Johnny Guitar

Johnny Guitar

Francois Truffaut: 'A Wonderful Certainty'

('L'Admirable Certitude', Cahiers du Cinema 46, April 1955, written under the pseudonym Robert Lachenay)

We made our discovery of Nicholas Ray seven or eight years ago with Knock on Any Door. Then at the 'Biarritz Rendez-vous' we had a dazzling confirmation in They Live By Night, which is still unmistakably his best film. Later In a Lonely Place, On Dangerous Ground and The Lusty Men were released in Paris at one time or another - and went virtually unnoticed by all but the most discerning - and then finally Johnny Guitar.

A young American film-maker - of the Wise, Dassin and Losey generation - Nicholas Raymond Kienzle is somewhat, in fact very much, the passionate discovery of the 'young critics'. Nick Ray is an auteur in our sense of the word. All his films tell the same story, the story of a violent man who wants to stop being violent, and his relationship with a woman who has more moral strength than himself. For Ray's hero is invariably a man lashing out, weak, a child-man when he is not simply a child. There is always moral solitude, there are always hunters, sometimes lynchers. Those who have seen the films I have just mentioned could multiply and enrich the parallels by themselves; the others will just have to trust me, and that will be their little punishment.

Johnny Guitar is by no means its auteur's best film. Generally, Ray's films bore the public, irritated as they are by the films' slowness, their seriousness, indeed their realism, which shocks them by its extravagance.

Johnny Guitar is not really a Western, nor is it an 'intellectual Western'. It is a Western that is dream-like, magical, unreal to a degree, delirious. It was but a step from the dream to Freudianism, a step our Anglo-Saxon colleagues have taken by talking about the 'psychoanalytical Western'. But the qualities of this film, Ray's qualities, are not those; they cannot possibly be seen by anyone who has never ventured a look through a camera eyepiece. We flatter ourselves - and it is in this that we are opposed to another form of criticism - that we are able to retrace the origins of cinematic creativity. Contrary to Andre Bazin, I think it is important that a director should be able to recognize himself in the portrait that we draw of him and his films. Otherwise, we have failed. The hallmark of Ray's very great talent resides in his absolute sincerity, his acute sensitivity. He is not of great stature as a technician. All his films are very disjointed, but it is obvious that Ray is aiming less for the traditional and all-around success of a film than at giving each shot a certain emotional quality. Johnny Guitar is 'composed', rather hurriedly, of very long takes divided into four. The editing is deplorable. But the interest lies elsewhere: for instance in the very beautiful positioning of figures within the frame. (The posse at Vienna's is formed and moves in a V-shape, like migratory birds.) Nicholas Ray is to some extent the Rossellini of Hollywood; in the kingdom of mechanization he is the craftsman, lovingly fashioning small objects out of holly wood. Hence a hue and cry against the amateur! There is not one of Ray's films without nightfall. He is the poet of nightfall, and in Hollywood everything is permissible, except poetry. Hawks, for example, keeps it at arm's length, and Hitchcock cautiously ventures four or five shots each time, in small doses. While a Hawks settles down in Hollywood - in reality, he spends most of the year in Switzerland - and takes things easy, flirting with tradition all the better to flout it, and always winning, Ray is incapable of 'doing a deal' with the devil and turning the arrangement to his advantage - he is picked on and loses the battle even before he starts fighting.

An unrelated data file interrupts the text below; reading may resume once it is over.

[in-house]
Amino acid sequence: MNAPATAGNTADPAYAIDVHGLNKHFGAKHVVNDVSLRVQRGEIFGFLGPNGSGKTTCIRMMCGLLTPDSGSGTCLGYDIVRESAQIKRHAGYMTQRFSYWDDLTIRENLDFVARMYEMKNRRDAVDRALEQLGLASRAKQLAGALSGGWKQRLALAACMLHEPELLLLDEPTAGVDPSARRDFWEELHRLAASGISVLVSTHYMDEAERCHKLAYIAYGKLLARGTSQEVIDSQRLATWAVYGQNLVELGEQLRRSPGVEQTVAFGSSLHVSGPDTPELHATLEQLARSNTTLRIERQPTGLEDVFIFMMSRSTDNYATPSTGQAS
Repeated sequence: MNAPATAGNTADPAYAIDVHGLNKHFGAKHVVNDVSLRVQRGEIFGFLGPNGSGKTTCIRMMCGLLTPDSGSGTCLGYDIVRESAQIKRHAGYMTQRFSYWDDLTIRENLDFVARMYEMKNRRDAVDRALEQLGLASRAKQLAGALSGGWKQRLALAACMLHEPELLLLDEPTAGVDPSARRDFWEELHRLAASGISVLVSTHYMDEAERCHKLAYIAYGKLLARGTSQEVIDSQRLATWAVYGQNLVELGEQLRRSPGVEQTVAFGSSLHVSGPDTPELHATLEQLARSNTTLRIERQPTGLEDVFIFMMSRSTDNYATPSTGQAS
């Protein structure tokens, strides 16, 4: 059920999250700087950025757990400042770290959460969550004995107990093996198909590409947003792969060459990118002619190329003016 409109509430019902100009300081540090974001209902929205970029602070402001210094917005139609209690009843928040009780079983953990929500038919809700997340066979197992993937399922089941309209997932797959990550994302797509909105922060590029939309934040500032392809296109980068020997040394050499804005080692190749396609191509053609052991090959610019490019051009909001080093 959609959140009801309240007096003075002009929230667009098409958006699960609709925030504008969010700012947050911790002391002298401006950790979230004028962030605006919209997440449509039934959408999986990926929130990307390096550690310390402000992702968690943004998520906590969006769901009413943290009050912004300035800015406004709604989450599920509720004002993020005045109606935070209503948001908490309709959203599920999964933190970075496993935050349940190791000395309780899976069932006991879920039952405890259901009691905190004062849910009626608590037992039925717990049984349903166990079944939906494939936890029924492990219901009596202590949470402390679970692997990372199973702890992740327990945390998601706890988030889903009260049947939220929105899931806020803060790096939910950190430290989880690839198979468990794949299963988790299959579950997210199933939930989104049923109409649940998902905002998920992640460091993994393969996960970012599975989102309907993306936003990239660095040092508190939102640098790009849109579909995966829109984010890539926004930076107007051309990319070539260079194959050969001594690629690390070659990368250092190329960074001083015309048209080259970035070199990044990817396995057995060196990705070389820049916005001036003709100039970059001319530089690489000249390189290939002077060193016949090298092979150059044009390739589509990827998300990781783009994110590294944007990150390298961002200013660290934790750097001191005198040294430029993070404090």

Hawks and Ray form an opposition rather like Castellani and Rossellini.

With Hawks we witness a triumph of the mind, with Nick Ray it is a triumph of the heart. You can refute Hawks in the name of Ray (or vice versa), or admit them both, but to anyone who would reject them both I make so bold as to say this: Stop going to the cinema, don't watch any more films, for you will never know the meaning of inspiration, of a view-finder, of poetic intuition, a frame, a shot, an idea, a good film, the cinema. An insufferable pretension? No: a wonderful certainty.